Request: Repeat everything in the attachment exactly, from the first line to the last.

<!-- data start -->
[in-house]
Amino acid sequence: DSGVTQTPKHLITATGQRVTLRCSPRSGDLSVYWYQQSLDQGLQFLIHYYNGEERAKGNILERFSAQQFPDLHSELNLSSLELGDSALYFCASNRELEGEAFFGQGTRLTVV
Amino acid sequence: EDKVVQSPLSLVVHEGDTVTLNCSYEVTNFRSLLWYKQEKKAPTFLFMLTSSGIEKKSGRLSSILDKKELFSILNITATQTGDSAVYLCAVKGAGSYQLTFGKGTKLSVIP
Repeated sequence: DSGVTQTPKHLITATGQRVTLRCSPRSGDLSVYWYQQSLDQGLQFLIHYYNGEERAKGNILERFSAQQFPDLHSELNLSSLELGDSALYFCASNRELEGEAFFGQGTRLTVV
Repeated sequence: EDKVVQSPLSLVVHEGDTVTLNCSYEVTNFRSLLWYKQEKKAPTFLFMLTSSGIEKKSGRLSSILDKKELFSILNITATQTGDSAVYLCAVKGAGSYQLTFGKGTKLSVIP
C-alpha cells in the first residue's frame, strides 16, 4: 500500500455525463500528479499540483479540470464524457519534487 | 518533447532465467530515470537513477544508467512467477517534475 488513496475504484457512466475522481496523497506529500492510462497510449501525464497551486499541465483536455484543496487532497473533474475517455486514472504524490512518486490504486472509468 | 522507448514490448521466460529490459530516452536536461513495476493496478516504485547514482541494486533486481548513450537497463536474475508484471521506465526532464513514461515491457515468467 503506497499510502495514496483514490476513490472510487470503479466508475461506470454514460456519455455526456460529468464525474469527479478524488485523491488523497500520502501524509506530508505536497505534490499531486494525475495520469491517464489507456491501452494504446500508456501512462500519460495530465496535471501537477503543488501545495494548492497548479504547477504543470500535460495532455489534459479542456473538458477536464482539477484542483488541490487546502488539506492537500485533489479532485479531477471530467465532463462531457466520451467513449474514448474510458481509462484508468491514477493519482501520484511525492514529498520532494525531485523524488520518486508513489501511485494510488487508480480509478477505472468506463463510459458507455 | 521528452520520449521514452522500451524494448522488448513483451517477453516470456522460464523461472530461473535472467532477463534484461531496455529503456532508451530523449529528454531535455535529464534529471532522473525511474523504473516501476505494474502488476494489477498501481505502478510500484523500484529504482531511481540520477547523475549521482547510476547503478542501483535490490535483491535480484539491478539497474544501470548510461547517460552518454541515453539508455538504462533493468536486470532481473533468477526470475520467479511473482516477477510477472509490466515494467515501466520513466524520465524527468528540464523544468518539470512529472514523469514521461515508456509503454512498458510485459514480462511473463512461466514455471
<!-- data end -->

[in-house]
Amino acid sequence: DSGVTQTPKHLITATGQRVTLRCSPRSGDLSVYWYQQSLDQGLQFLIHYYNGEERAKGNILERFSAQQFPDLHSELNLSSLELGDSALYFCASNRELEGEAFFGQGTRLTVV
Amino acid sequence: EDKVVQSPLSLVVHEGDTVTLNCSYEVTNFRSLLWYKQEKKAPTFLFMLTSSGIEKKSGRLSSILDKKELFSILNITATQTGDSAVYLCAVKGAGSYQLTFGKGTKLSVIP
Repeated sequence: DSGVTQTPKHLITATGQRVTLRCSPRSGDLSVYWYQQSLDQGLQFLIHYYNGEERAKGNILERFSAQQFPDLHSELNLSSLELGDSALYFCASNRELEGEAFFGQGTRLTVV
Repeated sequence: EDKVVQSPLSLVVHEGDTVTLNCSYEVTNFRSLLWYKQEKKAPTFLFMLTSSGIEKKSGRLSSILDKKELFSILNITATQTGDSAVYLCAVKGAGSYQLTFGKGTKLSVIP
C-alpha cells in the first residue's frame, strides 16, 4: 500500500455525463500528479499540483479540470464524457519534487 | 518533447532465467530515470537513477544508467512467477517534475 488513496475504484457512466475522481496523497506529500492510462497510449501525464497551486499541465483536455484543496487532497473533474475517455486514472504524490512518486490504486472509468 | 522507448514490448521466460529490459530516452536536461513495476493496478516504485547514482541494486533486481548513450537497463536474475508484471521506465526532464513514461515491457515468467 503506497499510502495514496483514490476513490472510487470503479466508475461506470454514460456519455455526456460529468464525474469527479478524488485523491488523497500520502501524509506530508505536497505534490499531486494525475495520469491517464489507456491501452494504446500508456501512462500519460495530465496535471501537477503543488501545495494548492497548479504547477504543470500535460495532455489534459479542456473538458477536464482539477484542483488541490487546502488539506492537500485533489479532485479531477471530467465532463462531457466520451467513449474514448474510458481509462484508468491514477493519482501520484511525492514529498520532494525531485523524488520518486508513489501511485494510488487508480480509478477505472468506463463510459458507455 | 521528452520520449521514452522500451524494448522488448513483451517477453516470456522460464523461472530461473535472467532477463534484461531496455529503456532508451530523449529528454531535455535529464534529471532522473525511474523504473516501476505494474502488476494489477498501481505502478510500484523500484529504482531511481540520477547523475549521482547510476547503478542501483535490490535483491535480484539491478539497474544501470548510461547517460552518454541515453539508455538504462533493468536486470532481473533468477526470475520467479511473482516477477510477472509490466515494467515501466520513466524520465524527468528540464523544468518539470512529472514523469514521461515508456509503454512498458510485459514480462511473463512461466514455471